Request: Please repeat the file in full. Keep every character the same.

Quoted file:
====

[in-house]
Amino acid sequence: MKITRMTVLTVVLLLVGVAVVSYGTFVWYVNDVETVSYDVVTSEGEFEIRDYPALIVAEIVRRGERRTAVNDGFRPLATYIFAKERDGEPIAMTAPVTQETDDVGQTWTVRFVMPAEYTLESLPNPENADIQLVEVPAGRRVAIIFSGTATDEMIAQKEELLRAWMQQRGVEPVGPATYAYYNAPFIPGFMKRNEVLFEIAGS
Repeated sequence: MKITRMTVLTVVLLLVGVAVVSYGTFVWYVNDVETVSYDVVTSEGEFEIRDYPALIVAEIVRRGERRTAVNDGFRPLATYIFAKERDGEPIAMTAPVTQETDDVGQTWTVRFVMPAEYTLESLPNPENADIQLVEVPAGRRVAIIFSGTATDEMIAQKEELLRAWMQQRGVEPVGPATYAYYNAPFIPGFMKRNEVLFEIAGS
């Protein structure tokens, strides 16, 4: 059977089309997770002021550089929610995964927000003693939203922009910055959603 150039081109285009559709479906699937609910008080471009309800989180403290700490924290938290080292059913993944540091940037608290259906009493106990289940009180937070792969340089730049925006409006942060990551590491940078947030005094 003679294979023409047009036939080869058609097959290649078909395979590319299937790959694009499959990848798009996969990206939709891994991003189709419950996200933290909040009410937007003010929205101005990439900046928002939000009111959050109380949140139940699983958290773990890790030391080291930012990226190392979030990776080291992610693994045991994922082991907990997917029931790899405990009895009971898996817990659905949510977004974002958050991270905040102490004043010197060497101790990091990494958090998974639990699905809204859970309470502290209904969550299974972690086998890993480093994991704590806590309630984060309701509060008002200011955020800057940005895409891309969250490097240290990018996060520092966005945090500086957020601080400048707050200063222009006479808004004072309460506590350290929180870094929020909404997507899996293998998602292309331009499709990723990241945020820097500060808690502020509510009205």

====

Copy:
[in-house]
Amino acid sequence: MKITRMTVLTVVLLLVGVAVVSYGTFVWYVNDVETVSYDVVTSEGEFEIRDYPALIVAEIVRRGERRTAVNDGFRPLATYIFAKERDGEPIAMTAPVTQETDDVGQTWTVRFVMPAEYTLESLPNPENADIQLVEVPAGRRVAIIFSGTATDEMIAQKEELLRAWMQQRGVEPVGPATYAYYNAPFIPGFMKRNEVLFEIAGS
Repeated sequence: MKITRMTVLTVVLLLVGVAVVSYGTFVWYVNDVETVSYDVVTSEGEFEIRDYPALIVAEIVRRGERRTAVNDGFRPLATYIFAKERDGEPIAMTAPVTQETDDVGQTWTVRFVMPAEYTLESLPNPENADIQLVEVPAGRRVAIIFSGTATDEMIAQKEELLRAWMQQRGVEPVGPATYAYYNAPFIPGFMKRNEVLFEIAGS
């Protein structure tokens, strides 16, 4: 059977089309997770002021550089929610995964927000003693939203922009910055959603 150039081109285009559709479906699937609910008080471009309800989180403290700490924290938290080292059913993944540091940037608290259906009493106990289940009180937070792969340089730049925006409006942060990551590491940078947030005094 003679294979023409047009036939080869058609097959290649078909395979590319299937790959694009499959990848798009996969990206939709891994991003189709419950996200933290909040009410937007003010929205101005990439900046928002939000009111959050109380949140139940699983958290773990890790030391080291930012990226190392979030990776080291992610693994045991994922082991907990997917029931790899405990009895009971898996817990659905949510977004974002958050991270905040102490004043010197060497101790990091990494958090998974639990699905809204859970309470502290209904969550299974972690086998890993480093994991704590806590309630984060309701509060008002200011955020800057940005895409891309969250490097240290990018996060520092966005945090500086957020601080400048707050200063222009006479808004004072309460506590350290929180870094929020909404997507899996293998998602292309331009499709990723990241945020820097500060808690502020509510009205």